So you’ve decided to create an online course for your tribe.
You’ve brainstormed some awesome ideas.
You’re ready to get to work and start creating, but …
Now you have to chose which format you’re going to use for your course.
There are so many different ways to create a course – which one will be right for you? Which one will be more popular? Which will be the easiest? Which will be the most fun?
So many questions!!!!
Video? Audio? Written? Live?
When it comes to creating course content, you have LOADS or more options and all of them are useful in their own way, so how can you choose?
Well … let’s dive and take a look, shall we …
There are THREE primary considerations.
Chances are, your ideal client has a clear preference in format.
Some people love watching videos, while some prefer to skim through written instructions. Some people learn best by doing, with a checklist as a guide. Still others much prefer to have audio they can consume while doing other things.
Personally, I love to learn through reading. My biggest dislike is video. I just can’t focus on a video AND retain the information being given to me.
The only time I find video training helpful is if it’s something tech-based and someone is sharing their screen and walking me through a process. But for most other learning … reading is my jam.
Let’s face it, some information lends itself well to certain formats, and simply won’t work in others.
It’s difficult to explain how to use software, for example, without a screen share video. By the same token, if you’re asking clients to work through a discovery process, a fillable worksheet is a must.
And things such as a guided meditation sure isn’t going to work in a written format, but an audio recording would be perfect.
When you are planning out your courses, you need to think about the best way to present your content so that your tribe can easily digest it.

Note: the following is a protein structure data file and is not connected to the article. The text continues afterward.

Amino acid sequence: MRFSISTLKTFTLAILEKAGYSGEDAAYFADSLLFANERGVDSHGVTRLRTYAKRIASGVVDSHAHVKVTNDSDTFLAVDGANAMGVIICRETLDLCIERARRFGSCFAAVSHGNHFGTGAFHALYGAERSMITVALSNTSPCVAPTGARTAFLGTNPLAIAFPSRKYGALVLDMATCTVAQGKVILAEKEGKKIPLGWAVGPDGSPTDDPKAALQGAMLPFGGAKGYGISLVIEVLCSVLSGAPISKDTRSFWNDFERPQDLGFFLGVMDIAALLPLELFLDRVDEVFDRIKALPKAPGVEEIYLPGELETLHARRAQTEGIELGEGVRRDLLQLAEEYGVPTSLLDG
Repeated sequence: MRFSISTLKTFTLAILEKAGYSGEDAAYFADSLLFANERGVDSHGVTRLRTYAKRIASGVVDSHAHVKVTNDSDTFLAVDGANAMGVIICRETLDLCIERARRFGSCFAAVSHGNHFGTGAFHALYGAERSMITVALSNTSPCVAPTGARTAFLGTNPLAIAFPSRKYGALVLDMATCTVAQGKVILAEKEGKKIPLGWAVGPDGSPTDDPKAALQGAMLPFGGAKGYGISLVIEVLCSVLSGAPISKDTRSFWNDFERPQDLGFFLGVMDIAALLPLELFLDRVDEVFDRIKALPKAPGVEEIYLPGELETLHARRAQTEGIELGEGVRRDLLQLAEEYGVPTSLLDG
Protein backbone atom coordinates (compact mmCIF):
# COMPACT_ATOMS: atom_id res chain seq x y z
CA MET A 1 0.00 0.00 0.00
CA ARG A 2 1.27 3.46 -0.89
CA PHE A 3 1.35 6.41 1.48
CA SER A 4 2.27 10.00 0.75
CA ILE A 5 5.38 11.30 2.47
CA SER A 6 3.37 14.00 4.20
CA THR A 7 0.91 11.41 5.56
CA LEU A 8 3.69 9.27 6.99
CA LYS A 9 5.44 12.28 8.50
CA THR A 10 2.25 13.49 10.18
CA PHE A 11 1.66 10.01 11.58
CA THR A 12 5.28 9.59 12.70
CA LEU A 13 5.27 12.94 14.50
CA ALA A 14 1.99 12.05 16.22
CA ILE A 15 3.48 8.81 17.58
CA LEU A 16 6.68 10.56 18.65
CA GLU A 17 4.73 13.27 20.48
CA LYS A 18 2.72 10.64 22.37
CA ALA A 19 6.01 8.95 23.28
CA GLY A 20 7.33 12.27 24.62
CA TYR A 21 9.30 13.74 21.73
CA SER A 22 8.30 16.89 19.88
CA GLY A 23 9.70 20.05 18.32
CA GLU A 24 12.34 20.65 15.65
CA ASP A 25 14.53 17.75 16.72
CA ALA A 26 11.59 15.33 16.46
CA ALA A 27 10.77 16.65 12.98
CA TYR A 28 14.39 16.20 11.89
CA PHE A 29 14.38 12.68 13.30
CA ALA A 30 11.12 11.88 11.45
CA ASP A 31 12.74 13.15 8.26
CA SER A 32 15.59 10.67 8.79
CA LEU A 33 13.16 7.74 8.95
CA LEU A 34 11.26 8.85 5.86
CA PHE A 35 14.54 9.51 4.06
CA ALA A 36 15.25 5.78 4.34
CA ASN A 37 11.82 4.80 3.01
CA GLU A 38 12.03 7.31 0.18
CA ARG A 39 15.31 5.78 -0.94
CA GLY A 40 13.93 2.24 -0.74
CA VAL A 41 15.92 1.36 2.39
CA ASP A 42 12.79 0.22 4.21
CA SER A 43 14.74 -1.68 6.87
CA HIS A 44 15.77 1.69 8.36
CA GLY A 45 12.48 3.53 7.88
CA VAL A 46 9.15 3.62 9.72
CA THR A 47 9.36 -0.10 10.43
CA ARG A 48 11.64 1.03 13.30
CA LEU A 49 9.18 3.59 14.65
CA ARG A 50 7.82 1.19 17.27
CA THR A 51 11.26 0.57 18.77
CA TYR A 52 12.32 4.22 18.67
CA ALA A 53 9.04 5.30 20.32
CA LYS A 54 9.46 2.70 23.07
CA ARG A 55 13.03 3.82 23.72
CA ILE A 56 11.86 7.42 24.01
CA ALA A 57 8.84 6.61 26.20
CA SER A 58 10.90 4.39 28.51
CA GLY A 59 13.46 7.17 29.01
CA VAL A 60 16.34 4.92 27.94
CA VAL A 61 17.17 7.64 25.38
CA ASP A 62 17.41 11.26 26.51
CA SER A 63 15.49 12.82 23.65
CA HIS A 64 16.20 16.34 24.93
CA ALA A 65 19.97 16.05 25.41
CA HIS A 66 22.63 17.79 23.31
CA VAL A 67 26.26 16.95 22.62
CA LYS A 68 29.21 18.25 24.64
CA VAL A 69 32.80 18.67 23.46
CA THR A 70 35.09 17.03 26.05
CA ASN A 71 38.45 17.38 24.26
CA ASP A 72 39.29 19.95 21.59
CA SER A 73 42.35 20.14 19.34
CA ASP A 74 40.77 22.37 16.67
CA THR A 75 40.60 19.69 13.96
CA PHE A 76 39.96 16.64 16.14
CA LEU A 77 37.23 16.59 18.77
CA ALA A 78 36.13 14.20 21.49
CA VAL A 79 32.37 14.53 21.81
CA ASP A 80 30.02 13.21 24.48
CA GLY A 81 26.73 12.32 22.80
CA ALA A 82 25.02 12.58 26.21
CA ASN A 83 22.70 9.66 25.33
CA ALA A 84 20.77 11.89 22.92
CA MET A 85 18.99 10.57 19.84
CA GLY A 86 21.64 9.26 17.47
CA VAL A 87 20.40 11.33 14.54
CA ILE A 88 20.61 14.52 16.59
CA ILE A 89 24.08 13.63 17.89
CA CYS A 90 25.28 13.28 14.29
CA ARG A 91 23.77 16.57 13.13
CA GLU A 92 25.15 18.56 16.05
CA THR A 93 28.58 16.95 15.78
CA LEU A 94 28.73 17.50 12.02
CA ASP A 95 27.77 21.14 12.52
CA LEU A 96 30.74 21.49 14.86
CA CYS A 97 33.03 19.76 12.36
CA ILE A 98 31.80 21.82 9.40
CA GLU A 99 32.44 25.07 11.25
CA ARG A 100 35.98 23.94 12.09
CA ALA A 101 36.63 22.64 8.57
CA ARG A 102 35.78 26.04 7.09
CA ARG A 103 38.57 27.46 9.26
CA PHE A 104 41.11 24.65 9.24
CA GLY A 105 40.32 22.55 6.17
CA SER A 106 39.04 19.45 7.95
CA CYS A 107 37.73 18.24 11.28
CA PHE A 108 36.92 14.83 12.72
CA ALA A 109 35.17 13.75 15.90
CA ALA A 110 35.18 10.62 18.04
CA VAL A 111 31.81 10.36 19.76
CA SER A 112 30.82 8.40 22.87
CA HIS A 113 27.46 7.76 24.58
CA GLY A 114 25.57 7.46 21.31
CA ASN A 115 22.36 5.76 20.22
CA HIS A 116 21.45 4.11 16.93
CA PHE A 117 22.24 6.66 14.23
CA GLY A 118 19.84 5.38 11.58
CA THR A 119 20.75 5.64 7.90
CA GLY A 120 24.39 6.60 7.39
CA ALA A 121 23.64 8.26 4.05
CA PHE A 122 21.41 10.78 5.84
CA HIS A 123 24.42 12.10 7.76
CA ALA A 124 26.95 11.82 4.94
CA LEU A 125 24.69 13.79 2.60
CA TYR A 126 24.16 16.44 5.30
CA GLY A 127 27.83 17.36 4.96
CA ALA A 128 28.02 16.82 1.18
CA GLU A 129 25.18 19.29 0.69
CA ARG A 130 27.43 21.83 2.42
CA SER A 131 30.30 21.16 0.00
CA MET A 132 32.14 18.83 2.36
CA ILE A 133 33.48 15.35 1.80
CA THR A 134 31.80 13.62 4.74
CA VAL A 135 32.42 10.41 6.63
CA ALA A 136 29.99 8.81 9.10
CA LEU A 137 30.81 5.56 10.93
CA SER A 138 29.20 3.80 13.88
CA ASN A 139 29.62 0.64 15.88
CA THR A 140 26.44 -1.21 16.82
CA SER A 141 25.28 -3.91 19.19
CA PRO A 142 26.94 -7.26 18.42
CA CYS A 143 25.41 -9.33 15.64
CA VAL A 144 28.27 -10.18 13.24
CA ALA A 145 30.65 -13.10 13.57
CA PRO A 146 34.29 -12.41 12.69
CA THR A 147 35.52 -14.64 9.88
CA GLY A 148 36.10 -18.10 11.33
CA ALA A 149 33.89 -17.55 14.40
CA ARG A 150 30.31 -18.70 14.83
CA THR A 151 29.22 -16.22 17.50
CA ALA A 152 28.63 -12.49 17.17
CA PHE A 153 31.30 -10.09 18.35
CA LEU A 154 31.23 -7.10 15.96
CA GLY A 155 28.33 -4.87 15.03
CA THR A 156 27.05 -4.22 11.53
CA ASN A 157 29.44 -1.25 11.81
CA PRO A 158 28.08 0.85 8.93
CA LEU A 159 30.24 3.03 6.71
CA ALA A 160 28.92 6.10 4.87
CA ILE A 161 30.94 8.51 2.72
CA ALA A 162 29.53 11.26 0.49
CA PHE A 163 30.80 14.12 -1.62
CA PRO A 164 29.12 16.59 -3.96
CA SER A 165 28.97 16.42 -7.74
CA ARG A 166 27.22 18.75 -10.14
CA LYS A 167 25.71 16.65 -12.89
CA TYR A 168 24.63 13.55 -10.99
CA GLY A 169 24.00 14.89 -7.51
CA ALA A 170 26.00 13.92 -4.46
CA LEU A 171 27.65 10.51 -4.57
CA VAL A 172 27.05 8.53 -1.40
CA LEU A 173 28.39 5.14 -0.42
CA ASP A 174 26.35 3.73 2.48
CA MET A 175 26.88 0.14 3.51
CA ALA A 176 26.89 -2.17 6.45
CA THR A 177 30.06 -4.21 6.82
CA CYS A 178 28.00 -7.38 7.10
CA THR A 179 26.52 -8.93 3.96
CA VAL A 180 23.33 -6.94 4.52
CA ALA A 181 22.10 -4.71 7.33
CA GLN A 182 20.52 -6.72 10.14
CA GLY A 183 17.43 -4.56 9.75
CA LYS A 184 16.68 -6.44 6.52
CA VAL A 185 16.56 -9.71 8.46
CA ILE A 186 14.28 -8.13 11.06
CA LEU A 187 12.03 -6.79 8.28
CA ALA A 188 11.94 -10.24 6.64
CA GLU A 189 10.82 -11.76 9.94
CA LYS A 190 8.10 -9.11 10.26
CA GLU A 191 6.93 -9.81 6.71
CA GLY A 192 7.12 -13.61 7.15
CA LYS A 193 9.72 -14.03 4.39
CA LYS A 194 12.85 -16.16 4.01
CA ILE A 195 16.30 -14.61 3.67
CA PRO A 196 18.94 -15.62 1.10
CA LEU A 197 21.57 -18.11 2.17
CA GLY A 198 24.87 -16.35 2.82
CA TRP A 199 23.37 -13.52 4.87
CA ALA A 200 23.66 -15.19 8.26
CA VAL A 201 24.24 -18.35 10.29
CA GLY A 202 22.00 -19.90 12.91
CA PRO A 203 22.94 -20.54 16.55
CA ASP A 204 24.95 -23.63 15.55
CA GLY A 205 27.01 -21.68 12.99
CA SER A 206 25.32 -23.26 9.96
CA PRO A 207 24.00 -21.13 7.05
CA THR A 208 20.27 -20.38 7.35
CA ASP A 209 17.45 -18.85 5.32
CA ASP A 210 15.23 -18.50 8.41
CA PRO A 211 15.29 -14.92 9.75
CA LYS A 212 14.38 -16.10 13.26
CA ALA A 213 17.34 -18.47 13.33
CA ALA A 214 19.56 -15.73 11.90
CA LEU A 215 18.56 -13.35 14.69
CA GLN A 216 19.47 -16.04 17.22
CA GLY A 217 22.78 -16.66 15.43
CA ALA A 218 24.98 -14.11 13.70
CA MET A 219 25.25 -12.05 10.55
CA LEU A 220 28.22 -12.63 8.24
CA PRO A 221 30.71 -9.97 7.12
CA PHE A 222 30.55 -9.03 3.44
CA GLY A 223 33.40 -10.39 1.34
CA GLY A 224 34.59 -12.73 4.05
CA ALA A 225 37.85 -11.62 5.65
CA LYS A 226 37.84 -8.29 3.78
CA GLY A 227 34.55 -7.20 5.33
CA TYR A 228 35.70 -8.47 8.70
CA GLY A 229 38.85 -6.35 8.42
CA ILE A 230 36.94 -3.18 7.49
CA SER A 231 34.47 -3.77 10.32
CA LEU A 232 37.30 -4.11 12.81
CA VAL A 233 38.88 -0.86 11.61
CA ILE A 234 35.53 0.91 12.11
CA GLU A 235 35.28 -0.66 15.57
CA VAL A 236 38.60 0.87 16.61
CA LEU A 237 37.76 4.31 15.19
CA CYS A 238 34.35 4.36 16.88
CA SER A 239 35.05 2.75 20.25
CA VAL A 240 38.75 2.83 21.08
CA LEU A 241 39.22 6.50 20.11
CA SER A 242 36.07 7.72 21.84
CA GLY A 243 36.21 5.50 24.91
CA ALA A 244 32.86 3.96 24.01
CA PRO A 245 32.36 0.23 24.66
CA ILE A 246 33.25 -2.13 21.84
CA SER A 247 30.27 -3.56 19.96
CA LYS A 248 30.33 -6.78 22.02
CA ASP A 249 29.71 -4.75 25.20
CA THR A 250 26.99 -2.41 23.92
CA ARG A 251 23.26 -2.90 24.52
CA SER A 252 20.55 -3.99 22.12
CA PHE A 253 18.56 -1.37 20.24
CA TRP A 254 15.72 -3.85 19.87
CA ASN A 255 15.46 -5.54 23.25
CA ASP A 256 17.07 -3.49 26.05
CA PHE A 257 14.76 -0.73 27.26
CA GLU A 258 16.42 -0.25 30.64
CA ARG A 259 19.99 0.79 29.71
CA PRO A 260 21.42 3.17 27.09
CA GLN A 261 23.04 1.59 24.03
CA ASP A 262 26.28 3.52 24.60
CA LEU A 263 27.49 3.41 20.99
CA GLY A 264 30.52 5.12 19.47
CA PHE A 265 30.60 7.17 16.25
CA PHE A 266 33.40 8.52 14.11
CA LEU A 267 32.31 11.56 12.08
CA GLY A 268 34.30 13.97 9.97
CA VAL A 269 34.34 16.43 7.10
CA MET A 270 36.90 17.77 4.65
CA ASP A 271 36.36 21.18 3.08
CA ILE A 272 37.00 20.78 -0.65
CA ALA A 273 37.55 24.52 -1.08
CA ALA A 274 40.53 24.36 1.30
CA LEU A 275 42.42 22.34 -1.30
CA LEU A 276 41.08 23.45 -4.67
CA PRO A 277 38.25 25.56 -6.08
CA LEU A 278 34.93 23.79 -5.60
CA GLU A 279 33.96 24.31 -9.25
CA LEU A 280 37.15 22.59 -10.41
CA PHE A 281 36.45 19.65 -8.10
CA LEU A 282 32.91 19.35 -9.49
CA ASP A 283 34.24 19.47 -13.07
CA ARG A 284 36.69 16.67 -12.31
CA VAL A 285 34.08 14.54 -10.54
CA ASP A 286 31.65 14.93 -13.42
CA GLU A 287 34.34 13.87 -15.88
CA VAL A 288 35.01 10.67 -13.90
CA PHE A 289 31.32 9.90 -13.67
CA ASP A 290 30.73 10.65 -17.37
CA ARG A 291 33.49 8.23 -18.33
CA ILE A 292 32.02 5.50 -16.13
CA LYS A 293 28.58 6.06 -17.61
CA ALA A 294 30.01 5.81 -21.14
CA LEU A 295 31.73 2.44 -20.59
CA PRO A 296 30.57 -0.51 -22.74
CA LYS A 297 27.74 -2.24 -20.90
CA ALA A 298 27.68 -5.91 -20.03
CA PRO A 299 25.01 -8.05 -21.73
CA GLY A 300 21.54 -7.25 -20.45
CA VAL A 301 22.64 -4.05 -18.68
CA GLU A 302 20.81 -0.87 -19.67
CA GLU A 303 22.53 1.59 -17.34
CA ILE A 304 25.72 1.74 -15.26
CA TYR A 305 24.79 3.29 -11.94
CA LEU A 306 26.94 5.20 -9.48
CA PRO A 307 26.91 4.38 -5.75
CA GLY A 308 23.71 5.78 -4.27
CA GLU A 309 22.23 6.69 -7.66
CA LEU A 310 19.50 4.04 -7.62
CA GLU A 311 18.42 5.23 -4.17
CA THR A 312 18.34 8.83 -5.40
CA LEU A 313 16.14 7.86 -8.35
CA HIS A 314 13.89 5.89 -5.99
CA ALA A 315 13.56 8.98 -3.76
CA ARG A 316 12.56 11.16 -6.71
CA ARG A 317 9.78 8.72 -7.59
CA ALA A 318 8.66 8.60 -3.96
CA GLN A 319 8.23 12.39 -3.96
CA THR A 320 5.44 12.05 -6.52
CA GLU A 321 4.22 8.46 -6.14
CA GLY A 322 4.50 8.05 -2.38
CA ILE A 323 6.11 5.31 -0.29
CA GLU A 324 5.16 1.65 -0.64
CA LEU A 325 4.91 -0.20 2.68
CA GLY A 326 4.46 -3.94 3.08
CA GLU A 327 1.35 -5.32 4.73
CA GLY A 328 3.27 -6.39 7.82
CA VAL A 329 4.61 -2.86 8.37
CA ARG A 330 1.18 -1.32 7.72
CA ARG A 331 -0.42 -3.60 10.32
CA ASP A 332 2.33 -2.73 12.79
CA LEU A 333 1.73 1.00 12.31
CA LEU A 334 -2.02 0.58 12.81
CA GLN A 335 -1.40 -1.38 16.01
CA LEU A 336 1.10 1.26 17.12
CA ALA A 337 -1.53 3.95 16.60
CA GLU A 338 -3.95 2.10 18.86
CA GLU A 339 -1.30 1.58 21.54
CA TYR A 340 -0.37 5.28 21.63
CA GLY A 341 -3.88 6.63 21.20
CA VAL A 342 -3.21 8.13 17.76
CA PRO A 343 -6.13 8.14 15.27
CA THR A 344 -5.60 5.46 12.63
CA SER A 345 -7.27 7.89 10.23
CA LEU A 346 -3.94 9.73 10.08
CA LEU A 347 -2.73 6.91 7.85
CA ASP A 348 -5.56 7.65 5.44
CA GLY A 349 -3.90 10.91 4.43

YOUR COMFORT ZONE.
While your biggest consideration should be your clients and their needs, your preferences matter, too.
If you aren’t comfortable with video, then it’s a safe bet you’ll procrastinate getting your course done, and stress over it unnecessarily … and, let’s face it, your nervous and uncomfortable energy will totally come through the videos and your tribe are going to have to sit thought a number of videos of YOU obviously feeling uncomfortable.
This will make your content suck!
Nobody wants to watch videos of someone who’s clearly not feeling at their best.
By the same token, if writing isn’t your forte, trying to force yourself to create 50 pages of content is going to be frustrating.
Beyond the obvious format choice, you also have to consider how you’ll present the material.
Again, you have a variety of options.
So … let’s take a closer look at a few of the different formats you can use to deliver your course …
This is the simplest method of eCourse delivery.
All it takes is an autoresponder set to go out on the schedule you choose, and a series of messages with your training materials. You can include attachments as well (although your delivery rates may suffer) or you can link to a page where buyers will find more resources, such as video or downloadable files.
This method is easy to set up, automated and can be one of your lower-end products.
A more sophisticated option is to set up a membership portal where buyers can log in to retrieve their material.
This also gives you a few more options to work with … You can use video, audio, written content or even a mix of them all for even more variety.
And, you can choose to either give them access to all your content at once or drip-feed it over a certain period of time, such as 1 video a day/week/month.
ZIP FILE DOWNLOADS
If your course is small, or if you aren’t concerned about overwhelming your buyers, a zip file download is a viable option.
In this case, you simply set up delivery through your shopping cart by providing a link where buyers can download the entire course as soon as they have paid for it.
This format works best if your course does not include a video element because the download could be too large for those with a slow internet connection.
If you choose to provide your course in written formate – then this could be a really good option for you. It makes creating and launching your course very fast as you don’t need to record videos or audios, don’t need to upload individual pieces to a members site etc.
The bottom line is this …
When you’re planning your course, your most important consideration is your buyer.
What does she want, and how does she want it delivered?
Do that, and you’ll be well on your way to launching a successful course.
On a final note – it’s always a great idea to have a few different courses in different formats. People learn differently so if you can offer something for everyone then you’re onto a winner.
Hope you found this quick article helpful 🙂
Enjoy creating your course! It will be awesome I’m sure!